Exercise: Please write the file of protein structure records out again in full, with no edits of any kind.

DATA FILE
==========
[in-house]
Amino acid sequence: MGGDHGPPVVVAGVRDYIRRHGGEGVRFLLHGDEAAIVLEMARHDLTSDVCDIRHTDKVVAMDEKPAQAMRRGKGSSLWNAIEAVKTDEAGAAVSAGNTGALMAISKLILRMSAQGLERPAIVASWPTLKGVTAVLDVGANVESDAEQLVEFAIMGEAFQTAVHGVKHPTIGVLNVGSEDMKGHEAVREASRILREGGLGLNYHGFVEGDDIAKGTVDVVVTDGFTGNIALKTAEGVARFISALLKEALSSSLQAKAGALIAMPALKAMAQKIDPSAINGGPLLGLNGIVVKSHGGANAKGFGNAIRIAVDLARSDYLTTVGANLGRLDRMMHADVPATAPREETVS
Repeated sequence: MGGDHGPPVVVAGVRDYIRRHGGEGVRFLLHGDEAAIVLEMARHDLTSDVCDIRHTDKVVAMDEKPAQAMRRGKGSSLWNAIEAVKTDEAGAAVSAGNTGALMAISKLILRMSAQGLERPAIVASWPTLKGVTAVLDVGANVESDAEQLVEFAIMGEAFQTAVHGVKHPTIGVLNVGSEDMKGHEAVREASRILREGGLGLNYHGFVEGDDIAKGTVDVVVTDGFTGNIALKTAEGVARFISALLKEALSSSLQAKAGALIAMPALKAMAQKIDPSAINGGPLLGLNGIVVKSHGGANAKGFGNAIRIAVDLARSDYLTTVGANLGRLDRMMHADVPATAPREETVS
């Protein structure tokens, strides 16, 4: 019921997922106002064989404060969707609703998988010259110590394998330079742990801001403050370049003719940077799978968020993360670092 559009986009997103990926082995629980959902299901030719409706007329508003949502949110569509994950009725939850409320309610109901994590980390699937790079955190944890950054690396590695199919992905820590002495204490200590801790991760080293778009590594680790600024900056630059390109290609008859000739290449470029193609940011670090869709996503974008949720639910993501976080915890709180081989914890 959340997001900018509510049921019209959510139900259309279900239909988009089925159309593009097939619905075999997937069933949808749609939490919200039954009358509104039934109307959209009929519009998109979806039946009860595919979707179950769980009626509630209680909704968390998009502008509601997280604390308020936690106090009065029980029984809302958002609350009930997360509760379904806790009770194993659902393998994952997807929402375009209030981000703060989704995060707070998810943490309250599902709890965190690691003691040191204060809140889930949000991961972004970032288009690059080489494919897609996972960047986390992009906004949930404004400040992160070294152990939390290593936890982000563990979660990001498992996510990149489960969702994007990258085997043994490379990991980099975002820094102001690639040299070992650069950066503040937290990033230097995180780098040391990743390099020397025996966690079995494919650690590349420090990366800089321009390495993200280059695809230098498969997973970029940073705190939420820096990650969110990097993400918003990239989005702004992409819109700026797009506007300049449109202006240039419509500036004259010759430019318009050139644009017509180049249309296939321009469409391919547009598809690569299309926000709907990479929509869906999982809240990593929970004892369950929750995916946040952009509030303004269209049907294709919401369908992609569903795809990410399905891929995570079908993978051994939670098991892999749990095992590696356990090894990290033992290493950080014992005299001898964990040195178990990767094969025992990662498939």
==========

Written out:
[in-house]
Amino acid sequence: MGGDHGPPVVVAGVRDYIRRHGGEGVRFLLHGDEAAIVLEMARHDLTSDVCDIRHTDKVVAMDEKPAQAMRRGKGSSLWNAIEAVKTDEAGAAVSAGNTGALMAISKLILRMSAQGLERPAIVASWPTLKGVTAVLDVGANVESDAEQLVEFAIMGEAFQTAVHGVKHPTIGVLNVGSEDMKGHEAVREASRILREGGLGLNYHGFVEGDDIAKGTVDVVVTDGFTGNIALKTAEGVARFISALLKEALSSSLQAKAGALIAMPALKAMAQKIDPSAINGGPLLGLNGIVVKSHGGANAKGFGNAIRIAVDLARSDYLTTVGANLGRLDRMMHADVPATAPREETVS
Repeated sequence: MGGDHGPPVVVAGVRDYIRRHGGEGVRFLLHGDEAAIVLEMARHDLTSDVCDIRHTDKVVAMDEKPAQAMRRGKGSSLWNAIEAVKTDEAGAAVSAGNTGALMAISKLILRMSAQGLERPAIVASWPTLKGVTAVLDVGANVESDAEQLVEFAIMGEAFQTAVHGVKHPTIGVLNVGSEDMKGHEAVREASRILREGGLGLNYHGFVEGDDIAKGTVDVVVTDGFTGNIALKTAEGVARFISALLKEALSSSLQAKAGALIAMPALKAMAQKIDPSAINGGPLLGLNGIVVKSHGGANAKGFGNAIRIAVDLARSDYLTTVGANLGRLDRMMHADVPATAPREETVS
């Protein structure tokens, strides 16, 4: 019921997922106002064989404060969707609703998988010259110590394998330079742990801001403050370049003719940077799978968020993360670092 559009986009997103990926082995629980959902299901030719409706007329508003949502949110569509994950009725939850409320309610109901994590980390699937790079955190944890950054690396590695199919992905820590002495204490200590801790991760080293778009590594680790600024900056630059390109290609008859000739290449470029193609940011670090869709996503974008949720639910993501976080915890709180081989914890 959340997001900018509510049921019209959510139900259309279900239909988009089925159309593009097939619905075999997937069933949808749609939490919200039954009358509104039934109307959209009929519009998109979806039946009860595919979707179950769980009626509630209680909704968390998009502008509601997280604390308020936690106090009065029980029984809302958002609350009930997360509760379904806790009770194993659902393998994952997807929402375009209030981000703060989704995060707070998810943490309250599902709890965190690691003691040191204060809140889930949000991961972004970032288009690059080489494919897609996972960047986390992009906004949930404004400040992160070294152990939390290593936890982000563990979660990001498992996510990149489960969702994007990258085997043994490379990991980099975002820094102001690639040299070992650069950066503040937290990033230097995180780098040391990743390099020397025996966690079995494919650690590349420090990366800089321009390495993200280059695809230098498969997973970029940073705190939420820096990650969110990097993400918003990239989005702004992409819109700026797009506007300049449109202006240039419509500036004259010759430019318009050139644009017509180049249309296939321009469409391919547009598809690569299309926000709907990479929509869906999982809240990593929970004892369950929750995916946040952009509030303004269209049907294709919401369908992609569903795809990410399905891929995570079908993978051994939670098991892999749990095992590696356990090894990290033992290493950080014992005299001898964990040195178990990767094969025992990662498939």